It all comes down to what AT a person is using. At the time being, hgroup and figure should act like a div thus ignoring them, and nav as a ul. Now I have heard older versions of JAWS muck up on nav. However I heard this from somebody who isn't the best JAWS user and the page was slightly wonky anyhow.
Looks like my outline idea is being worked on: 4.4 Sections — HTML Standard
You'll want to follow Jason Kiss' website. Here's an example of some tests he's done with HTML5 and ARIA.
JAWS 11 has a pretty nasty bug: if the user is using it with Firefox, everything inside <header> tags is ignore entirely. This is not what is supposed to happen; it's a bug. What's supposed to happen is if the browser doesn't know what <header> is, fine: it ignores it, internally assigns it as some J Random Inline and may or may not apply styles to it (most browsers will, IE won't unless they are created at least once using document.createElement(new element)). However the content inside is text and images and whatnot, and the screen reader should still know what to do with text, because the browser does.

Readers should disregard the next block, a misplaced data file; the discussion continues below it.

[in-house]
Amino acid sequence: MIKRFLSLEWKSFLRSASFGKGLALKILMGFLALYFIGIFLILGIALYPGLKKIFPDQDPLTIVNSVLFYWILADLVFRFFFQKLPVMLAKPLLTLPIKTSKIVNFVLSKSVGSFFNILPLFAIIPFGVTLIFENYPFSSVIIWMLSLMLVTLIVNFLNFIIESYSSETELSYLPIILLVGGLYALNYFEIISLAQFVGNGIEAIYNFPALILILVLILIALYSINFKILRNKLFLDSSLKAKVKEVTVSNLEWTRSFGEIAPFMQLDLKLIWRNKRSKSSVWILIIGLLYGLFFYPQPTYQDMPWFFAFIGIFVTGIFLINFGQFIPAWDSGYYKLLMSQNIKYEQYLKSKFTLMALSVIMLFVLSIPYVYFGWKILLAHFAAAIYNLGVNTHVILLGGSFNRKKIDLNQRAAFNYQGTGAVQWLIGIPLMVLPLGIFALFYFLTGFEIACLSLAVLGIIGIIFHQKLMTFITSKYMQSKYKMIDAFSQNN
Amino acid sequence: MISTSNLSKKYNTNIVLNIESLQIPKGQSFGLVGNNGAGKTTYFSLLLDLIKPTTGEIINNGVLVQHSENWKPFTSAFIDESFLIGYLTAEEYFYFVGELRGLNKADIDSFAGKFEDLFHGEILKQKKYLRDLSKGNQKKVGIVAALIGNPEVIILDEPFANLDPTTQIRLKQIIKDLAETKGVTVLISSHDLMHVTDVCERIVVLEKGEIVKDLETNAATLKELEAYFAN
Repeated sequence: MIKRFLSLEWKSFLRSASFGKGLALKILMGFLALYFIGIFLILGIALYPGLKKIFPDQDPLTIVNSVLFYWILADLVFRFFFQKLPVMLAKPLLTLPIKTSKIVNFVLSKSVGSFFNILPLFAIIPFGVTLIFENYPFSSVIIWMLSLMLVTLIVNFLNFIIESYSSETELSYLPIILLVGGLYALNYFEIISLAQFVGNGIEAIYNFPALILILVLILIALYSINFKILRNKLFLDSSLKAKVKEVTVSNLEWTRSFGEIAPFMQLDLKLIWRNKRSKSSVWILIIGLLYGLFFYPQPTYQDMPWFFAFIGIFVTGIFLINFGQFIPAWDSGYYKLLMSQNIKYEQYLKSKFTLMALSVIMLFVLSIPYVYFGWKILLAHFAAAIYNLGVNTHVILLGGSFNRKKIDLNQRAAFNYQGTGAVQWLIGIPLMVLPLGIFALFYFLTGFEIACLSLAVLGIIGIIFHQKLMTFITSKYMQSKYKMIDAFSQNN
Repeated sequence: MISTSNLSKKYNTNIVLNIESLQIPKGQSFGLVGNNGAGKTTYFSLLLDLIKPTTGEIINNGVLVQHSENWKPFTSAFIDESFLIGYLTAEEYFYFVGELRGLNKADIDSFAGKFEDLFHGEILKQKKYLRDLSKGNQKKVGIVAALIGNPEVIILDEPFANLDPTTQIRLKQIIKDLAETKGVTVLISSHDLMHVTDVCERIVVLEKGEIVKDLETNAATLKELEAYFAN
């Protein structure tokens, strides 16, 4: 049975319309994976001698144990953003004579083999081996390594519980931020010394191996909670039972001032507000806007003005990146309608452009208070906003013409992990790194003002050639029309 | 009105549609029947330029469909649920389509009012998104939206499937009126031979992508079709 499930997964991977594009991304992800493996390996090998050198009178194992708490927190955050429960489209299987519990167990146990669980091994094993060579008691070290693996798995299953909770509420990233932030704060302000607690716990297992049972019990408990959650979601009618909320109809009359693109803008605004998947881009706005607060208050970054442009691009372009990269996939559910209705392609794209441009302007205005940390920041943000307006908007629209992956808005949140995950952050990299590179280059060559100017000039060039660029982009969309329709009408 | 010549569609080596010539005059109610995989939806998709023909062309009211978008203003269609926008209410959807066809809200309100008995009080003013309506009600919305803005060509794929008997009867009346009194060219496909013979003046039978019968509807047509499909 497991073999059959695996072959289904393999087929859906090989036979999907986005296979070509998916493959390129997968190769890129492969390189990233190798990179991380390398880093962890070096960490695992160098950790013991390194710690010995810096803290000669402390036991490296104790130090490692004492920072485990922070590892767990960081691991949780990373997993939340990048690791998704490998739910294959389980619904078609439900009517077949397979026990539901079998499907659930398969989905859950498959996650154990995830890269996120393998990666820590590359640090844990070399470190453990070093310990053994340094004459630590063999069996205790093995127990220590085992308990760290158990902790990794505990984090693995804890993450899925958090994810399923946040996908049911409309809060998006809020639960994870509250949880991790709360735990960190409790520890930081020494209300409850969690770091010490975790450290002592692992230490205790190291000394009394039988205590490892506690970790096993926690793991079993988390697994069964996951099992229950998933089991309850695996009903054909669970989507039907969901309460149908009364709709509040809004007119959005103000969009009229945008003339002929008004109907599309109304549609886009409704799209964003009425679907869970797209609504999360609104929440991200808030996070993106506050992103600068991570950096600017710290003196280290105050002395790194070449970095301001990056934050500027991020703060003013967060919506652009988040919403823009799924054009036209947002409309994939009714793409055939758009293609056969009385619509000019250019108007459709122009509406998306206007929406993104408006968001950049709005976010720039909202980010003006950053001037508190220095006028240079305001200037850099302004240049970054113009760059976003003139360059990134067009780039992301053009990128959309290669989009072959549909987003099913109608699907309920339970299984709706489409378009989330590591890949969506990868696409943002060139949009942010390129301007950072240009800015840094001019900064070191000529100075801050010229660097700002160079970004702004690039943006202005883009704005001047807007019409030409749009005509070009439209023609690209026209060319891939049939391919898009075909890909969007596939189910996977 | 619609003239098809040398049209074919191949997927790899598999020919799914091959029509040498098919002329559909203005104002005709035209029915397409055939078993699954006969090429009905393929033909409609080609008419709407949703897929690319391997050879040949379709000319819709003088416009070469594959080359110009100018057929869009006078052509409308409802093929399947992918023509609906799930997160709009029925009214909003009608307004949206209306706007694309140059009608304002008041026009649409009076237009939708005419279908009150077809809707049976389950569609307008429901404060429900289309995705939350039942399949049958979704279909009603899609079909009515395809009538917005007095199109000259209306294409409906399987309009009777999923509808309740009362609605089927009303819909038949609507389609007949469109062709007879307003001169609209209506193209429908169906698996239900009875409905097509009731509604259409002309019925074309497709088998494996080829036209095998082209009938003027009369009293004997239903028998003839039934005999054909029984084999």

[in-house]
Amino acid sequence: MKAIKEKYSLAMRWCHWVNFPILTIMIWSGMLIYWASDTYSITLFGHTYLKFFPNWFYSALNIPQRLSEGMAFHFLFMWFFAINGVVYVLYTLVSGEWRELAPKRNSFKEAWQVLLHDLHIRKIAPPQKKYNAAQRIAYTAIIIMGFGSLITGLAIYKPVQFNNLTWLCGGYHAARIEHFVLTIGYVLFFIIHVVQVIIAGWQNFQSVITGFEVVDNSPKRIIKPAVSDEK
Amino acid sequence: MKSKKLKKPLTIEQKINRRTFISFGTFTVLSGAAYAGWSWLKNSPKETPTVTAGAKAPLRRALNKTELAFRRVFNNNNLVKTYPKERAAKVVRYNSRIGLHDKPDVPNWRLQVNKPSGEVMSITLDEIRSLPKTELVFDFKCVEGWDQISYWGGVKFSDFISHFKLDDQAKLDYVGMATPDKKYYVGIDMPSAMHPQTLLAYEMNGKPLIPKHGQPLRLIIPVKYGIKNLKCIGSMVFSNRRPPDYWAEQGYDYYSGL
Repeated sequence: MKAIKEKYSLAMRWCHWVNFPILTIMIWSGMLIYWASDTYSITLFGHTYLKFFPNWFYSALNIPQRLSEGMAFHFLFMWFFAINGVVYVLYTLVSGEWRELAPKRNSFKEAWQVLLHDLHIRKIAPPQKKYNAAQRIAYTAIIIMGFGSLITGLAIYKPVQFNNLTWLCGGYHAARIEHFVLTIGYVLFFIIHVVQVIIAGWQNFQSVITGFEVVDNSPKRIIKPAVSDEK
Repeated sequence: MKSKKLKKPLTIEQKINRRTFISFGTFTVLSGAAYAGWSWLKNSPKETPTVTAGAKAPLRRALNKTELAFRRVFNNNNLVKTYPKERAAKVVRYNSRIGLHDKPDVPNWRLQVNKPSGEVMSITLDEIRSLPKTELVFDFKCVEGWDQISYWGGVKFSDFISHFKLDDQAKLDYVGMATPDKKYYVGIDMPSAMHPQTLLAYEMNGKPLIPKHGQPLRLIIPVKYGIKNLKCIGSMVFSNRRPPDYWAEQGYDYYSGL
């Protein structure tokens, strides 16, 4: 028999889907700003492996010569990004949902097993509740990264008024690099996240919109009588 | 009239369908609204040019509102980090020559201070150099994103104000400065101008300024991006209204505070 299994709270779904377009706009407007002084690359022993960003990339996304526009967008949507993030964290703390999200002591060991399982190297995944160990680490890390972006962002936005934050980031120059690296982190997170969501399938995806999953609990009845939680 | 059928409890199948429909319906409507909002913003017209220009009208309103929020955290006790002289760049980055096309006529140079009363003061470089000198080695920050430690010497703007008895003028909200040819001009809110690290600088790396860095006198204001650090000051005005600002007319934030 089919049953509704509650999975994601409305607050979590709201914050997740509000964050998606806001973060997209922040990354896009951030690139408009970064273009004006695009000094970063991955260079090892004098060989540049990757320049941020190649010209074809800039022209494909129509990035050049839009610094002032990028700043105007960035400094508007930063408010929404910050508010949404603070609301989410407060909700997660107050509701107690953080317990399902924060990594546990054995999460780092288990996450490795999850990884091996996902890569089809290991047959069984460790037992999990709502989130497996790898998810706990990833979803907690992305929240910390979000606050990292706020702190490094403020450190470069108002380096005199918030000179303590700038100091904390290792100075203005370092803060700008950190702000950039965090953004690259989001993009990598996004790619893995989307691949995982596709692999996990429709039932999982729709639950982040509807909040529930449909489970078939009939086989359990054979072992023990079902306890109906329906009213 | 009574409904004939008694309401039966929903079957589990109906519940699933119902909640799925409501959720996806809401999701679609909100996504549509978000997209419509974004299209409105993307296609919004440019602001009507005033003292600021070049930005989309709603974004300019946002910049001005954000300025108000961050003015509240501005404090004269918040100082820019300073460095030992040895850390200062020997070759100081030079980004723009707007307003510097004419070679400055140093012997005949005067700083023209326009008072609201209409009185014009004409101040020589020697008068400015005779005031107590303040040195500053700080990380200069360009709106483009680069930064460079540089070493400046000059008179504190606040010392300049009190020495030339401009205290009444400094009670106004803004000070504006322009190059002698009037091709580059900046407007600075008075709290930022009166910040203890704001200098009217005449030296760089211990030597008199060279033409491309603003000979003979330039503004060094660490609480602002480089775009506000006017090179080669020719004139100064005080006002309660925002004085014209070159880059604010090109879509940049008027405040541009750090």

I'm avoiding the new elements for two reasons: it still seems to screw up ARIA roles when HTML5 elements are present but not with HTML4 (this is likely because HTML5 is adding default roles to elements as we speak, and AT is still catching up), and because scripting is required to get IE to do anything useful with the new elements.
I think in a few years (2 or 3) your question will be answered with "Which version of browser and which version of screen readers/other AT are you talking about?" because it'll depend.